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Fighting for Free Market Housing Solutions
Do You Believe in the Free Market, Small Government, and Protecting Taxpayers?
DPC has a proven track record of SUCCESS representing residential investors in Washington. Our top victoriesinclude:
Do You Want To STOP Further Taxpayer Bailouts of Fannie and Freddie?
Do You Want To STOP Government Control of the Housing Market?
Do You Want To Stop Government Programs That Fail Homeowners and Fleece Taxpayers?
Reducing short sale flipping restrictions for home rehabbers and investors.
Expanding short sales through supporting the creation of a national program.
Improving communication with services and reducing response time for short sales.
Reforming valuation methodology for REOs and short sales.
Reforming enforcement procedures governing residential investors.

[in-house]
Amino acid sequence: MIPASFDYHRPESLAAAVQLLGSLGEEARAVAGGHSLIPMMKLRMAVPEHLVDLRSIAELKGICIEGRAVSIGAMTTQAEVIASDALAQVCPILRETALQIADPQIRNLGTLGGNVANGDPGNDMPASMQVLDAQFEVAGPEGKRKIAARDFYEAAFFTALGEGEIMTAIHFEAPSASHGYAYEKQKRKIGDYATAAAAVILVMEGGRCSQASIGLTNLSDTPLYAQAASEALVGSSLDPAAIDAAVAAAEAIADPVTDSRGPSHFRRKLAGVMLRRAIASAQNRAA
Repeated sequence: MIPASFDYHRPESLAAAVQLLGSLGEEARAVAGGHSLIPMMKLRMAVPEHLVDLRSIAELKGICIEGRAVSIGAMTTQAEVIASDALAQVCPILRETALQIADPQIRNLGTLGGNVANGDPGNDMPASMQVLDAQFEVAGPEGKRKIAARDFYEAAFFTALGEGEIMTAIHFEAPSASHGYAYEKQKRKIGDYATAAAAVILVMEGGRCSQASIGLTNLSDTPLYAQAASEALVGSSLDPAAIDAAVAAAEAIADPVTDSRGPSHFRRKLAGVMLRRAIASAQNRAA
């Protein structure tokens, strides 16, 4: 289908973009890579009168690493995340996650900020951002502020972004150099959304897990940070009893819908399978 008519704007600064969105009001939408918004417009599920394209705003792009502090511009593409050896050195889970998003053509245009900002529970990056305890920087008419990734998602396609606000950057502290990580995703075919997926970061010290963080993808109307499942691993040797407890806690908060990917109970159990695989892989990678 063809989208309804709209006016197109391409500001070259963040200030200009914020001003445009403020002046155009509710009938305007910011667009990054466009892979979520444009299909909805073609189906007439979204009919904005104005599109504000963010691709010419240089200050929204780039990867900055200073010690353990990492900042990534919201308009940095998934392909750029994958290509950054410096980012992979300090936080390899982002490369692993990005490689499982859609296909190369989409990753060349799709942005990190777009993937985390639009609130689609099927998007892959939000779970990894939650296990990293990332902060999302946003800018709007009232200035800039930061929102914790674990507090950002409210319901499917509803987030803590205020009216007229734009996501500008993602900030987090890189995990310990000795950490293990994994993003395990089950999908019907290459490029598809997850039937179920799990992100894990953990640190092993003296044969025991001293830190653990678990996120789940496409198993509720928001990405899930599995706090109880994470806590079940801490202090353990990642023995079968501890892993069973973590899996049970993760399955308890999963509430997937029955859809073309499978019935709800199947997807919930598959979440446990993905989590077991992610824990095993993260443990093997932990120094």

DPC has an aggressive agenda for 2013 and is working with members of Congress and Federal Agencies to continue our track record of success. Major elements of our 2013 agenda are contained in the following letter:
Edward J. DeMarco
Federal Housing Finance Agency
400 7th St. SW
Washington, DC 20024
Re: Standard Short Sale Program, REO and Title Company Issues
Dear Director DeMarco:
On behalf of my clients and myself, I would first like to express our gratitude to you and the staff at the Federal Housing Finance Agency (FHFA) for your work on behalf of taxpayers and distressed homeowners. We fully support the new Standard Short Sale Program as well as additional changes implemented by your agency during the past year.
Since the implementation of the new short sale program, I have met with my clients to discuss the recent changes and broader housing issues specifically related to the Enterprises. Based upon those meetings, I respectfully submit the following questions to you designed to create further dialogue and hopefully continue to improve how the Enterprises function.
For background purposes, my clients are primarily comprised of professionals who purchase, rehab and resell distressed properties. Therefore, most of the questions posed below center on distressed property valuations and re-sale restrictions. Additionally, I also represent several title companies and thus they asked that I provide some questions regarding vendor and vetting issues for your review.